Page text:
That insight into the importance of perception led to another discovery. Although pedestrian guardrails significantly reduce accidents, their benefit is reduced if they block visibility, especially for children. The scale of this problem in Britain could explain why we used to have the worst record in Europe for deaths and injuries to child pedestrians.

After replacement by Visiflex
....then after replacement by Visiflex®


No guardrail provided satisfactory visibility so I invented one that did.  In its original form, Visirail®, it became the most widely used in Britain because its casualty savings were so great. Early research and development is covered in the paper “Pedestrian guardrails and accidents”.

Diagonal Crossing by Pedestrians

While it is obvious that improving visibility is beneficial, why high-visibility guardrails reduce accidents by as much as 80% was more puzzling.  Seeking an explanation, I identified another visual hazard.  Pedestrians frequently cross streets diagonally, but doing so can make them blind to traffic from one side.  Accident analysis affirmed that this is a key factor in the majority of pedestrian accidents.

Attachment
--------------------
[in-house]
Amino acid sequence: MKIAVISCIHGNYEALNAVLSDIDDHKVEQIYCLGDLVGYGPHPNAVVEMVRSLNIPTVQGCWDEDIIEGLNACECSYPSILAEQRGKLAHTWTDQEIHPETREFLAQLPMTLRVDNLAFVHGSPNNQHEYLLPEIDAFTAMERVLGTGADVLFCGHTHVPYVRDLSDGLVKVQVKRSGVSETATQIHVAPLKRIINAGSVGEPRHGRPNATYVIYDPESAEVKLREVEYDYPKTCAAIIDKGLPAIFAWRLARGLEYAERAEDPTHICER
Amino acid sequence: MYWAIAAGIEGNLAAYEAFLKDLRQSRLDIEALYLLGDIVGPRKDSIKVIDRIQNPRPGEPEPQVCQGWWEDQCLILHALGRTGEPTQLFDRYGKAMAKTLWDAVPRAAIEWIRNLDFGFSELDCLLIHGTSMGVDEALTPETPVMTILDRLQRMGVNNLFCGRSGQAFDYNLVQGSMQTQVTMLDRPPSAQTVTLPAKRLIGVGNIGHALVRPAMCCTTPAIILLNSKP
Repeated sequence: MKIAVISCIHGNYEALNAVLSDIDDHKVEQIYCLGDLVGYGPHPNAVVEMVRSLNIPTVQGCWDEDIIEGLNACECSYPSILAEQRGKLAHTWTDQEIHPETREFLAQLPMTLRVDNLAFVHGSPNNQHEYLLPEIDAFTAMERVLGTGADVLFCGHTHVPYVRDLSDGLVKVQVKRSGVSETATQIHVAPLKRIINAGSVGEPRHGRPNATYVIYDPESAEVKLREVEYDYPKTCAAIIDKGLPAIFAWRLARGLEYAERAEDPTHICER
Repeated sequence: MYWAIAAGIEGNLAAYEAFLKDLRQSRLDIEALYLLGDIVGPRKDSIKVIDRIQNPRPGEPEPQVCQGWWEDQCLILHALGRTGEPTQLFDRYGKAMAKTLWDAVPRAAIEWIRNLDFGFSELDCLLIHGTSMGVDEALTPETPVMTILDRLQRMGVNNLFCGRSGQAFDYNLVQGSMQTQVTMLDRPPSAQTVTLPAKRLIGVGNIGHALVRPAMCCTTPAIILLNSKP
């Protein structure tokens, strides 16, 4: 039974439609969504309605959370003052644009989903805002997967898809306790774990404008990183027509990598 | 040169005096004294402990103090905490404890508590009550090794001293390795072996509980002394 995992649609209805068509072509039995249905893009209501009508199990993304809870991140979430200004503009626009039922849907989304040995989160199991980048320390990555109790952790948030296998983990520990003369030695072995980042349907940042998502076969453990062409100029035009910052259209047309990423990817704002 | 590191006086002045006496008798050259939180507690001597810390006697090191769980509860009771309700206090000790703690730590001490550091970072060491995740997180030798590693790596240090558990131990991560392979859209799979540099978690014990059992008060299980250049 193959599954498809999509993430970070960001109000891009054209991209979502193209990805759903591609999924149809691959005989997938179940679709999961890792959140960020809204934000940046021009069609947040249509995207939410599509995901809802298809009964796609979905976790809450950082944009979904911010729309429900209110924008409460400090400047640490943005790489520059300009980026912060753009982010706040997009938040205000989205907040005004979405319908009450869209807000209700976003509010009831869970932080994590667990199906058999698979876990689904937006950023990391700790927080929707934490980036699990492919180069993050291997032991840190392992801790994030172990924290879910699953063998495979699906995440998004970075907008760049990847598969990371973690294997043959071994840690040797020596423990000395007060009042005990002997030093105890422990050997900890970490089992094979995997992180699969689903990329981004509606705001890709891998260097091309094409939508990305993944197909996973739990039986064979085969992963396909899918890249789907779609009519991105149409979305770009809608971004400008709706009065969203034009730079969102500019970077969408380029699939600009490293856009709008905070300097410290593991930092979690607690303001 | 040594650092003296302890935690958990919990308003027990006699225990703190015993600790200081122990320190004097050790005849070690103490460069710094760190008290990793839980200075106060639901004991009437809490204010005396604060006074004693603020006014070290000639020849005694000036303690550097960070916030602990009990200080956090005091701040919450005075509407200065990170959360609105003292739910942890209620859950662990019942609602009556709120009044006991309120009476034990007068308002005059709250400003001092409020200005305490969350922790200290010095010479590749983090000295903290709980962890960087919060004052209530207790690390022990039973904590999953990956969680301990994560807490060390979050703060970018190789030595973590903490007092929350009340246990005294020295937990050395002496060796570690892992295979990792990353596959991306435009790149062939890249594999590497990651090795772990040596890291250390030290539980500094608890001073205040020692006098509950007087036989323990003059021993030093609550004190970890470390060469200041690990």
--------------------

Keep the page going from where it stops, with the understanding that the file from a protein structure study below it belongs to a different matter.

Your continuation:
The reason that high-visibility guardrails prevent most accidents, therefore, is that they discourage diagonal crossing, as discussed in “A clearer vision for pedestrian guardrails”. This paper presents further development in guardrail design, culminating in the replacement of Visirail by Visiflex®. It also challenges the naïve claim that removing guardrails will reduce casualties because pedestrians will be more careful.  This is nonsense, as can readily be demonstrated. Casualties would escalate by up to 400%, depending on type of guardrail. See "Guardrail Debate".

Research findings from my 1988 and 2007 papers clarify how best to use guardrails to prevent casualties.  Design procedures are proposed in “Creating Safer Streets”.  Any feedback on their use and effect would be welcome, to

Misjudgement of Distance to Pedestrians

Child pedestrians are not at risk only because of concealment, of course. A more subtle visual error by drivers could be the principal cause of collision with children.